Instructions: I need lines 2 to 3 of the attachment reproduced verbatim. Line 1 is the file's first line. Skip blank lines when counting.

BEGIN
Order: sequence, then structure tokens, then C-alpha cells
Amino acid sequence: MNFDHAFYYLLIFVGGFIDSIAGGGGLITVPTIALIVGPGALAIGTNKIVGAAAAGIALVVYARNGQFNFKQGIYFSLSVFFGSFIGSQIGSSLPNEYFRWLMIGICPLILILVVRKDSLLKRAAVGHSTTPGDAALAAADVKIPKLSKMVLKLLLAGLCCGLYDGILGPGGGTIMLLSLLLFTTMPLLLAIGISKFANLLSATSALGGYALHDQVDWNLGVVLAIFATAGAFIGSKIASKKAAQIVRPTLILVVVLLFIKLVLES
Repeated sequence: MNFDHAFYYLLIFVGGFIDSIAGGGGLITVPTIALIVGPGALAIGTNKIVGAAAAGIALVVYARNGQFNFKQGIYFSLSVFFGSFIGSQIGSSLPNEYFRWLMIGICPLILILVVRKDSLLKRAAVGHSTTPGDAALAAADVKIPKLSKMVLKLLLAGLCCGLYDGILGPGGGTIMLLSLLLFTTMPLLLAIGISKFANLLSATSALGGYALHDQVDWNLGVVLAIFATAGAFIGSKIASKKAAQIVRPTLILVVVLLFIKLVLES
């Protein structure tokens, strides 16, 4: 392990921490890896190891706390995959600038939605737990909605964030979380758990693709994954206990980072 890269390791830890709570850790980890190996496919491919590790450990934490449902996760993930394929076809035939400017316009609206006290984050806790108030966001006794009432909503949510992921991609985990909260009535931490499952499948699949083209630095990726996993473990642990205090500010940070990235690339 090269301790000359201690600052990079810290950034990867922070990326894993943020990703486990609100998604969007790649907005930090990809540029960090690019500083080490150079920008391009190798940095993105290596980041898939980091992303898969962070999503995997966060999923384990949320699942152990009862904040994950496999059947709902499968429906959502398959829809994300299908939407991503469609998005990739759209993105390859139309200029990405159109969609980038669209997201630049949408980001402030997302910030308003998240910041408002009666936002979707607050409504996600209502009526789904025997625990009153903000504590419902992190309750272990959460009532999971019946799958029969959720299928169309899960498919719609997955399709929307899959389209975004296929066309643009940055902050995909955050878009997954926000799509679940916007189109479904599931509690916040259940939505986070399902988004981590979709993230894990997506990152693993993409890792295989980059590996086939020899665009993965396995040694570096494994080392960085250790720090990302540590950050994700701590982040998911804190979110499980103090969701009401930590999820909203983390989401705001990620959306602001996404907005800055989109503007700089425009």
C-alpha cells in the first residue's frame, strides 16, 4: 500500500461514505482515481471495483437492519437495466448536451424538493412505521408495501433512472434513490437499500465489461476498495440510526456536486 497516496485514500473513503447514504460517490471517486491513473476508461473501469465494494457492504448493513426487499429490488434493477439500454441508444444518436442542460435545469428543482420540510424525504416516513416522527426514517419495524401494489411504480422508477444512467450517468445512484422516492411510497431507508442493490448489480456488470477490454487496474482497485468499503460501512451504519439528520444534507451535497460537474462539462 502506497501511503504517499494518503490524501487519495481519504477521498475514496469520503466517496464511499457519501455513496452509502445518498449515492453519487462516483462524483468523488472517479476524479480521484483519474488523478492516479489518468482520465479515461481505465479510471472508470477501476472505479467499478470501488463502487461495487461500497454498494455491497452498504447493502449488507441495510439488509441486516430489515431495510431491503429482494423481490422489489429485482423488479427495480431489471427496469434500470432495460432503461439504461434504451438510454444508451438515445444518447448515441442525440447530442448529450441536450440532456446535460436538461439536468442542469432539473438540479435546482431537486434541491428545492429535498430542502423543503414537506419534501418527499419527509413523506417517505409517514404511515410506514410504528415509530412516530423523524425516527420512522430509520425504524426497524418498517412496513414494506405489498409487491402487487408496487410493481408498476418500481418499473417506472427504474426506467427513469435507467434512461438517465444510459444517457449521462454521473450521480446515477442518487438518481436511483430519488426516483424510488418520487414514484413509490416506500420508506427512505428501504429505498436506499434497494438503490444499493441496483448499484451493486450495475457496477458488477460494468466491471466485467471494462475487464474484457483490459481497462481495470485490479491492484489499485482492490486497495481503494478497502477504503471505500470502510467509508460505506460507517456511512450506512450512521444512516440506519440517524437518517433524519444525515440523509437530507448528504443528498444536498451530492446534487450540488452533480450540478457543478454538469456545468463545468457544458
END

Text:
Amino acid sequence: MNFDHAFYYLLIFVGGFIDSIAGGGGLITVPTIALIVGPGALAIGTNKIVGAAAAGIALVVYARNGQFNFKQGIYFSLSVFFGSFIGSQIGSSLPNEYFRWLMIGICPLILILVVRKDSLLKRAAVGHSTTPGDAALAAADVKIPKLSKMVLKLLLAGLCCGLYDGILGPGGGTIMLLSLLLFTTMPLLLAIGISKFANLLSATSALGGYALHDQVDWNLGVVLAIFATAGAFIGSKIASKKAAQIVRPTLILVVVLLFIKLVLES
Repeated sequence: MNFDHAFYYLLIFVGGFIDSIAGGGGLITVPTIALIVGPGALAIGTNKIVGAAAAGIALVVYARNGQFNFKQGIYFSLSVFFGSFIGSQIGSSLPNEYFRWLMIGICPLILILVVRKDSLLKRAAVGHSTTPGDAALAAADVKIPKLSKMVLKLLLAGLCCGLYDGILGPGGGTIMLLSLLLFTTMPLLLAIGISKFANLLSATSALGGYALHDQVDWNLGVVLAIFATAGAFIGSKIASKKAAQIVRPTLILVVVLLFIKLVLES